Chris Weidman Reveals Injury That Led to UFC 199 Withdrawal

By Tristen Critchfield May 18, 2016


Chris Weidman did his best to make it to UFC 199, but in the end his body simply wouldn’t cooperate.

The former middleweight champion revealed in a Facebook post on Wednesday how he attempted to train through a painful neck injury before ultimately withdrawing from his June 4 rematch with Luke Rockhold.

After nerve and neck pain affected his sleep and he experienced “severe vertigo” prior to sparring, Weidman underwent an MRI revealing that he had a “large extrusion herniation” which was located on a nerve “that shuts down the tricep and forearm area.”

Despite receiving a recommendation for surgery, Weidman says he initially opted to receive an epidural injection instead. It did not make a significant difference.

“During this time I couldn't sleep or get through any regular-day activity with the pain I was experiencing. I actually felt my best when I was working out but I couldn't survive throughout the day and night without painkillers and other medication to try to block nerve pain. I had another epidural scheduled for this Thursday but the doctors said again that it most likely wouldn't make a difference,” Weidman wrote. “I still planned on fighting until yesterday when my coaches and loved ones really just put their foot down. The people I trusted most were not behind me fighting and pushing through.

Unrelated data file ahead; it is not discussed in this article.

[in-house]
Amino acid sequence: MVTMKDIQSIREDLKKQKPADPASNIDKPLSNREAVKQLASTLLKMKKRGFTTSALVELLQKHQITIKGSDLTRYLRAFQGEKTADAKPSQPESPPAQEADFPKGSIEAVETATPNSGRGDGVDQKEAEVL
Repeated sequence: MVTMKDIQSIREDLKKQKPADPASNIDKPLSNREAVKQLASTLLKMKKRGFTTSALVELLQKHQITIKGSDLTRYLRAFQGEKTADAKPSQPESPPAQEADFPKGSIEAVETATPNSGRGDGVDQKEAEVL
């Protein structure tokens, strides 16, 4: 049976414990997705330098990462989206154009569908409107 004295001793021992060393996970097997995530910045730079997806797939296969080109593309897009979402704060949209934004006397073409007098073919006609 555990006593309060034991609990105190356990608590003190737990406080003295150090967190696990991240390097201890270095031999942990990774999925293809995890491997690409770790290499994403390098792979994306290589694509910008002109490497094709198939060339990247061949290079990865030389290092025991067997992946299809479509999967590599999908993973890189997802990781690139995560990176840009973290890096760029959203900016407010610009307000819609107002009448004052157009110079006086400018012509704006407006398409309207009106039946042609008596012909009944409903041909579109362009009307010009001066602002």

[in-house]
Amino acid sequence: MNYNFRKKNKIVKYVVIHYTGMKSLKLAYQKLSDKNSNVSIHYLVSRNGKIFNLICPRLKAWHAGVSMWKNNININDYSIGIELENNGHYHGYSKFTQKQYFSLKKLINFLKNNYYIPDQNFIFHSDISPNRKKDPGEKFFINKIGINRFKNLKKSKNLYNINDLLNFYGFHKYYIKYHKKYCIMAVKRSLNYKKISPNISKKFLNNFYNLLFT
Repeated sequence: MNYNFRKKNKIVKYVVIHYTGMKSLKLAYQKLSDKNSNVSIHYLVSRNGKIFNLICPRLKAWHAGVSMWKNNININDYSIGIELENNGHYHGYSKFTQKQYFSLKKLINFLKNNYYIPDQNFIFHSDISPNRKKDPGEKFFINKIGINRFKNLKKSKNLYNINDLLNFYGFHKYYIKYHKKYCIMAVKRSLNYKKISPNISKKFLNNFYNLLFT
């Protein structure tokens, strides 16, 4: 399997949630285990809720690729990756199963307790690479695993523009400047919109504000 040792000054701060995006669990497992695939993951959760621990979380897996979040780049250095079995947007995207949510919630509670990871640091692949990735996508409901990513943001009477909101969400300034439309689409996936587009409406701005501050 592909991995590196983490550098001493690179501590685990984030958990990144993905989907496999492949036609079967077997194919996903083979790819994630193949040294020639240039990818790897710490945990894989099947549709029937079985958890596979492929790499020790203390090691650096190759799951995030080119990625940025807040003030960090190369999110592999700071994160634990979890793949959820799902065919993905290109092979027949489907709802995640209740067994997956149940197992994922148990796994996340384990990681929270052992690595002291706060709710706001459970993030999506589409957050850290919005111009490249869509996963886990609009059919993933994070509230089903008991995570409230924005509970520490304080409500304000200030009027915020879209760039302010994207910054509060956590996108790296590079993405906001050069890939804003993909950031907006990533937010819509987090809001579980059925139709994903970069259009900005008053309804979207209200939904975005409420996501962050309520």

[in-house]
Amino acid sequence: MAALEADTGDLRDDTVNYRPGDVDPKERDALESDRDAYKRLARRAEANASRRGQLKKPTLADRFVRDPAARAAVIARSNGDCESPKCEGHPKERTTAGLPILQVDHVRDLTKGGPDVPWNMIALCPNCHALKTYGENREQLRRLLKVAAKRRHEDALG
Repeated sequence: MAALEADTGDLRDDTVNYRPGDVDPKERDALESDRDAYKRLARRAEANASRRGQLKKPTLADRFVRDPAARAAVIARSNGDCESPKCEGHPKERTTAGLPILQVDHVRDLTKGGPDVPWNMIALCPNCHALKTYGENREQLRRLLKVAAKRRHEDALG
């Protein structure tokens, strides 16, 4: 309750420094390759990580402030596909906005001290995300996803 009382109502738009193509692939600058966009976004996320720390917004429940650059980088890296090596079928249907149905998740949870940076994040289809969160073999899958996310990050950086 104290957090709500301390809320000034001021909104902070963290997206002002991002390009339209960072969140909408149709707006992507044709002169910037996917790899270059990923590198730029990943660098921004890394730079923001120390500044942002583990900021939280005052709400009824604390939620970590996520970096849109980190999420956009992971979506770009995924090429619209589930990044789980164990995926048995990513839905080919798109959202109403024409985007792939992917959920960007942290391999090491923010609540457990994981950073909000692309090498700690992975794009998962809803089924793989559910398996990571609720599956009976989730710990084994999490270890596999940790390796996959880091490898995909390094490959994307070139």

“So before getting the second epidural I decided to give the UFC a fair amount of time to find another opponent for Luke. This was obviously a fight bigger than any for me and I trained harder and smarter then ever but apparently GOD has other plans for me.”

The UFC is currently searching for a replacement opponent for Rockhold, who defeated Weidman at UFC 194 to claim the 185-pound title. Logical candidates appear to be Ronaldo Souza, Michael Bisping or Derek Brunson, and the latter two have already volunteered via social media to step in on short notice.

Weidman, meanwhile, says he will need surgery but expects to have full range of motion following the procedure. Depending on the type of surgery that is performed, Weidman could be out anywhere from six to 12 weeks.

“Even though it's very hard for me to see a bright side right now, the one silver lining I'm focused on is the timetable would allow me to fight on that NY card in November,” he wrote.

UFC 205 is scheduled for Nov. 12 at Madison Square Garden in New York. Weidman, a New York native, was a prominent figure during the promotion’s recent push to finally legalize MMA in the state.

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